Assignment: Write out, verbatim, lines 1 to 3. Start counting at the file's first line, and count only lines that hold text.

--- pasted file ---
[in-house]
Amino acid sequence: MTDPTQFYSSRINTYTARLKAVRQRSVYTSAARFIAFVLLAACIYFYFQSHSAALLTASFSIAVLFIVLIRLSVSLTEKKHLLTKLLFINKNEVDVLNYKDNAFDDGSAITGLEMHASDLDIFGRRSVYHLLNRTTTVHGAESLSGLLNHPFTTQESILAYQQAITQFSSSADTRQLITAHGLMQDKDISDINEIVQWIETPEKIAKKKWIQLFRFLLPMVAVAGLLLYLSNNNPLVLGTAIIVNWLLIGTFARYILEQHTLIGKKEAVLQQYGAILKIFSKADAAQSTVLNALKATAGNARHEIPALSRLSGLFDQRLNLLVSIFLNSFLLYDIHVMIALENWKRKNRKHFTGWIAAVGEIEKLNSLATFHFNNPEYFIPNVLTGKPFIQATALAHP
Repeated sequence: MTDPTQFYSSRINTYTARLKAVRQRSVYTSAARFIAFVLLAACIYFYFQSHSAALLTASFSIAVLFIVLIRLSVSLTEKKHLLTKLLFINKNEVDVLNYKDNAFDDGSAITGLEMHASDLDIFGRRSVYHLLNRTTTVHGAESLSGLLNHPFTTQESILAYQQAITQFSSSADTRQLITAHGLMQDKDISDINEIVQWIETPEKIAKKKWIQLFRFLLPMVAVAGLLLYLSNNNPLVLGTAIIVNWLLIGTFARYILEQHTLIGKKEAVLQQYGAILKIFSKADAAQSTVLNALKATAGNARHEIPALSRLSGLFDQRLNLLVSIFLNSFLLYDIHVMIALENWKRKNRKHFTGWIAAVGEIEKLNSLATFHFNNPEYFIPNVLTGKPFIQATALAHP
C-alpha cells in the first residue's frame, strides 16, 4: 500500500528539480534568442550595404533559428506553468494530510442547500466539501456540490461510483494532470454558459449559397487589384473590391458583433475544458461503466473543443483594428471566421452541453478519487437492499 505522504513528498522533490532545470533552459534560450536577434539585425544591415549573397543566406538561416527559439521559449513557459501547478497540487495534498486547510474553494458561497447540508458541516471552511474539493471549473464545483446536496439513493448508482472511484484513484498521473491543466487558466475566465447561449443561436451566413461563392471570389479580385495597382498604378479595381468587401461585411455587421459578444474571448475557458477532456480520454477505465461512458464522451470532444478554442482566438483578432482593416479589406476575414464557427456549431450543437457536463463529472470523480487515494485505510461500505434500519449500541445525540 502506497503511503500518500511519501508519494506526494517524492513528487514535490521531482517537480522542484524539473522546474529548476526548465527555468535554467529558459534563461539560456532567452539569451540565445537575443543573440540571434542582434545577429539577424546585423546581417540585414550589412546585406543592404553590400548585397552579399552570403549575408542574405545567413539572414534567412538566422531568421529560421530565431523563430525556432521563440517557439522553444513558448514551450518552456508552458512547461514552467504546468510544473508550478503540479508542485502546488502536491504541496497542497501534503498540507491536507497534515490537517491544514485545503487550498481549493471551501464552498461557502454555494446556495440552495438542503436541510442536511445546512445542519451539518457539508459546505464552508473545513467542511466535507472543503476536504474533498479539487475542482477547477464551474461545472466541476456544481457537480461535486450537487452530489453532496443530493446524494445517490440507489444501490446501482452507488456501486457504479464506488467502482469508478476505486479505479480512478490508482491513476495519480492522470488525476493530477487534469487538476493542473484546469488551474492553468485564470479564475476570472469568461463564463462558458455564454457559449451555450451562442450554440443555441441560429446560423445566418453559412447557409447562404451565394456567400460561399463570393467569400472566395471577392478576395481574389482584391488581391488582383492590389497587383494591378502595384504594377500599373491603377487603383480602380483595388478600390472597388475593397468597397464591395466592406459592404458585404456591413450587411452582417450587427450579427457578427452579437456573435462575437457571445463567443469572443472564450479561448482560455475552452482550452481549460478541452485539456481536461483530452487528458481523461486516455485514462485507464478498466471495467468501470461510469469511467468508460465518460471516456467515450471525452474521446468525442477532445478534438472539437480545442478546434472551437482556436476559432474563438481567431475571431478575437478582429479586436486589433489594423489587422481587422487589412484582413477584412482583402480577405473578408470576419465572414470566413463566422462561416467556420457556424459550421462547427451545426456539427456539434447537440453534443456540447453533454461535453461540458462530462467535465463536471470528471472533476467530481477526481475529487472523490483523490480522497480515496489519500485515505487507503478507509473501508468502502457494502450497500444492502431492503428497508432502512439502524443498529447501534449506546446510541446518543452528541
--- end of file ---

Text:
[in-house]
Amino acid sequence: MTDPTQFYSSRINTYTARLKAVRQRSVYTSAARFIAFVLLAACIYFYFQSHSAALLTASFSIAVLFIVLIRLSVSLTEKKHLLTKLLFINKNEVDVLNYKDNAFDDGSAITGLEMHASDLDIFGRRSVYHLLNRTTTVHGAESLSGLLNHPFTTQESILAYQQAITQFSSSADTRQLITAHGLMQDKDISDINEIVQWIETPEKIAKKKWIQLFRFLLPMVAVAGLLLYLSNNNPLVLGTAIIVNWLLIGTFARYILEQHTLIGKKEAVLQQYGAILKIFSKADAAQSTVLNALKATAGNARHEIPALSRLSGLFDQRLNLLVSIFLNSFLLYDIHVMIALENWKRKNRKHFTGWIAAVGEIEKLNSLATFHFNNPEYFIPNVLTGKPFIQATALAHP
Repeated sequence: MTDPTQFYSSRINTYTARLKAVRQRSVYTSAARFIAFVLLAACIYFYFQSHSAALLTASFSIAVLFIVLIRLSVSLTEKKHLLTKLLFINKNEVDVLNYKDNAFDDGSAITGLEMHASDLDIFGRRSVYHLLNRTTTVHGAESLSGLLNHPFTTQESILAYQQAITQFSSSADTRQLITAHGLMQDKDISDINEIVQWIETPEKIAKKKWIQLFRFLLPMVAVAGLLLYLSNNNPLVLGTAIIVNWLLIGTFARYILEQHTLIGKKEAVLQQYGAILKIFSKADAAQSTVLNALKATAGNARHEIPALSRLSGLFDQRLNLLVSIFLNSFLLYDIHVMIALENWKRKNRKHFTGWIAAVGEIEKLNSLATFHFNNPEYFIPNVLTGKPFIQATALAHP